Former Buxton Advertiser editor John Phillips turns the pages back to the day he joined the paper – when union strife, power shortages and queues for bread couldn’t stop the fun of being young.
This is A Tale of Two Buxtons: the bits we like to remember, and the stuff we’d rather forget…
I started work as a spotty 19-year-old junior reporter for the Advertiser in 1974 when newspapers felt like part of the heavy industry which Britain’s unions were fighting a rearguard battle over.
Our typewritten words were turned into moulds for molten lead to be poured into, and the printworks shuddered like a ship setting off to sea when the presses turned.
You could get a brand new car for £749, the back copies of the day tell me. Trouble was, it would be a tank-like Soviet Russian Moskvich.
It was the era of Women’s Lib, but the Buxton branch of the Halifax Building Society could still legally advertise for “a young man,” while Otter Controls had wanted ads for ‘ladies’…
And the health and safety culture was a thing of the future –but you had to work in an office which never got painted because it had a fresh coat of nicotine every day.
Rod Stewart and Mott the Hoople came to perform – but you had to sit in the rain at Brandside to see them.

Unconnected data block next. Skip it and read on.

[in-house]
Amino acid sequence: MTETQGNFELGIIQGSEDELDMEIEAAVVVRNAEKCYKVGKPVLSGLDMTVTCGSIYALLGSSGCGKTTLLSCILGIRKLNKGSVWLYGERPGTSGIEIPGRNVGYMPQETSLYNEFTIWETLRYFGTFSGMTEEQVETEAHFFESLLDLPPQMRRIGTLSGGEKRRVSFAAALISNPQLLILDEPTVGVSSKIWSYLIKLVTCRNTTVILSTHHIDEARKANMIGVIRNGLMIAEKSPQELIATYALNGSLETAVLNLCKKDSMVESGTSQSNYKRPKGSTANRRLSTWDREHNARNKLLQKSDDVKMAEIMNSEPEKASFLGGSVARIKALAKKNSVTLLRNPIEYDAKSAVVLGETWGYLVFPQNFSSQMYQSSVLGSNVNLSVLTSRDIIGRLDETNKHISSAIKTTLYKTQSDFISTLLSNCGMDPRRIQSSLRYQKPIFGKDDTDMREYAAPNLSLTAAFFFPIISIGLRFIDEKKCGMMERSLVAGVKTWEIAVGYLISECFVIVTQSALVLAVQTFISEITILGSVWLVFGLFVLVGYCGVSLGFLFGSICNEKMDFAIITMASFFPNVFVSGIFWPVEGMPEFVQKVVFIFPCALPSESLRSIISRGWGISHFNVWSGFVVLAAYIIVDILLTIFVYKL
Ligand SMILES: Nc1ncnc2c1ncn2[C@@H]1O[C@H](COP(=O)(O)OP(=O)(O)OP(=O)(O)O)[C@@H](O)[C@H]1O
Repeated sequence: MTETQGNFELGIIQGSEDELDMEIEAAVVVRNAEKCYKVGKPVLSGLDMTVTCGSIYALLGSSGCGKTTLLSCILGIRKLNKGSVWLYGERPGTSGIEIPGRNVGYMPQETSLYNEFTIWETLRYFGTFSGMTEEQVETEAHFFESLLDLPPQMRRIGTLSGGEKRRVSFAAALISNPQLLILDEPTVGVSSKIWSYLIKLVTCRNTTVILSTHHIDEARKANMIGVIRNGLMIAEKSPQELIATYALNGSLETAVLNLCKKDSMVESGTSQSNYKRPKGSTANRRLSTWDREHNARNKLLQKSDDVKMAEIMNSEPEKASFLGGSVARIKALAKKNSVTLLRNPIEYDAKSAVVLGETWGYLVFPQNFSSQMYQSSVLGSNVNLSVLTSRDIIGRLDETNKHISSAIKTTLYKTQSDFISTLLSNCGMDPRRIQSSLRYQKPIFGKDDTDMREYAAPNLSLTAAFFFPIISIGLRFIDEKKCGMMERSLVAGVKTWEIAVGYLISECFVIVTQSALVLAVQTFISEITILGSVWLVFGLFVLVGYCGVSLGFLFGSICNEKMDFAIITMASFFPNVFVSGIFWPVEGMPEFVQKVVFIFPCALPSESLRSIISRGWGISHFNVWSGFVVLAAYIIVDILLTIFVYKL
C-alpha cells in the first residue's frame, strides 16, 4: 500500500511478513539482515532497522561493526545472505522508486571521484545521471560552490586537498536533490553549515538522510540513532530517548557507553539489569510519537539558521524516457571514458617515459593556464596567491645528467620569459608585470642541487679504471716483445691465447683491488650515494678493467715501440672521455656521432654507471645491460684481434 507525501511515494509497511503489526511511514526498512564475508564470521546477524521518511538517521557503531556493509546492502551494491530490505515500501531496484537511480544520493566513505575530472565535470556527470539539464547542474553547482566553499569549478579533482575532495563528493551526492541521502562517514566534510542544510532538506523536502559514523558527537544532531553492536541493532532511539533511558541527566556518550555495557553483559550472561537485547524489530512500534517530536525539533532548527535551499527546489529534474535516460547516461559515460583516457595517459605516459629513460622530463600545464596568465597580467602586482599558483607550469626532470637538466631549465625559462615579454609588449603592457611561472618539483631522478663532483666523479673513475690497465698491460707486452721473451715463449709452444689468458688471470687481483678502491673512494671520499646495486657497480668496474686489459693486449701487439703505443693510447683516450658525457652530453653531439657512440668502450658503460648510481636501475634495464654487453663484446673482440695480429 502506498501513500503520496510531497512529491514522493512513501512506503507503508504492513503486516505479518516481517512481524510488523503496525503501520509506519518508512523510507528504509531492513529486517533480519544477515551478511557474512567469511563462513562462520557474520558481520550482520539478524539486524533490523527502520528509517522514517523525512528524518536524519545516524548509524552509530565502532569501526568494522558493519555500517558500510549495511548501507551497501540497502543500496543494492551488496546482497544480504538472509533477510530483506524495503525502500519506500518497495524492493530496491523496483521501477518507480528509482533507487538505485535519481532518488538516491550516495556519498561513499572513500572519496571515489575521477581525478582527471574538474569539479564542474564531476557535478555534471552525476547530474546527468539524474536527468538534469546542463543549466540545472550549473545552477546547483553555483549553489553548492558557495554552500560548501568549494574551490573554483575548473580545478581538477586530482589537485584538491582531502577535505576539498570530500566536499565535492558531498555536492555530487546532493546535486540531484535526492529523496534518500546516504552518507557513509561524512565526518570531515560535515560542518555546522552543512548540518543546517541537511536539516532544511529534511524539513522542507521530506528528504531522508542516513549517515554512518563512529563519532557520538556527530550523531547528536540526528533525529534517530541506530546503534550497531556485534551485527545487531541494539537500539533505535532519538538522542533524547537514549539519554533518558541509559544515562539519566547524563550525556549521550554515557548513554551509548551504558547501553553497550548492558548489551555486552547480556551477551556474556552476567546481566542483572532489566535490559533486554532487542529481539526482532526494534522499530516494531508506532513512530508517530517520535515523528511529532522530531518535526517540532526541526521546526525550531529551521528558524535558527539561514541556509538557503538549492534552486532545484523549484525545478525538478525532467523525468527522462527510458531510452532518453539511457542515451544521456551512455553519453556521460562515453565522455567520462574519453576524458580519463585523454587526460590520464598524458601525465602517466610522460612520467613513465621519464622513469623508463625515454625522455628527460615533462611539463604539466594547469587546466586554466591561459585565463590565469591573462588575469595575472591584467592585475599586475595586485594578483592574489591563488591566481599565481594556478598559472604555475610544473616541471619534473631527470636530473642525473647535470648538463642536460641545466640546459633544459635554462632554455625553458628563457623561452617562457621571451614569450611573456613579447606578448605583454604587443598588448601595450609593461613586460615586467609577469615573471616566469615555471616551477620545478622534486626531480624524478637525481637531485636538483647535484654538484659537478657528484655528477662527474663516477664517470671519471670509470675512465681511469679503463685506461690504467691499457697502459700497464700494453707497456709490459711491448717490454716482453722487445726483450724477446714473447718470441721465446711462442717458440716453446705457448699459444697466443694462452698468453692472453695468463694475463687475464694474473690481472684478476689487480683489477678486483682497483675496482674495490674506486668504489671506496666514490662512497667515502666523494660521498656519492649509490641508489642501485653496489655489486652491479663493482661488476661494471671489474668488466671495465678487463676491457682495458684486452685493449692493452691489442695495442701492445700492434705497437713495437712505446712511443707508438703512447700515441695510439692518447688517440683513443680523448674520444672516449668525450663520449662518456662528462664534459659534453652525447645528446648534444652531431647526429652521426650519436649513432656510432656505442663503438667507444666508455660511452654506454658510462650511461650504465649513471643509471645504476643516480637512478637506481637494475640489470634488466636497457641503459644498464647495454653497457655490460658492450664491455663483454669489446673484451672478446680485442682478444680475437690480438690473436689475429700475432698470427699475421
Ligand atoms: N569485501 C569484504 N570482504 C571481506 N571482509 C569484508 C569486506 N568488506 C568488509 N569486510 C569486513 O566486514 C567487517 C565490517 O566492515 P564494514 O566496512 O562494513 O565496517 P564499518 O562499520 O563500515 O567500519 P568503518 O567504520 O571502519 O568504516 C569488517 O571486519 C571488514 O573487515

The Three-Day Week had just ended – that era when electricity was rationed during the miners’ strike and “Who Governs Britain?” was the political question of the day.
And the front-page lead on December 5’s Advertiser featured a bakers’ strike, with a photo of queues for loaves of bread stretching right along Spring Gardens.
My Advertiser colleagues had just come back off strike when I joined – and I would be with them on the picket lines a few years later.
And yet the situations vacant pages were full of jobs.
So how do we remember all this? Borrowing Charles Dickens again, were they the best of times, as we reminisce with old friends over a glass of prosecco in bars where we used to sup mild?
Or do you let your inner Yorkshireman out, and tell the kids how much rougher we had it in those worst of times?
Every month we’ll be looking back at those good old, bad old days, and we want you to get involved by sending in your photos and stories.
Which reminds me about the time in the power black-outs when we used to play darts in The London Road with only a candle at the foot of the board to see by, and hitting double 19 risked getting your flights burned off…
Oh no – I’m getting an attack of nostalgia. It never used to happen when I was a lad…
• John Phillips writes for the Buxton Advertiser’s monthly eight-page retro supplement Memory Lane. Read his latest column in the next issue on Thursday March 21, which is on the theme ‘In The Workplace’.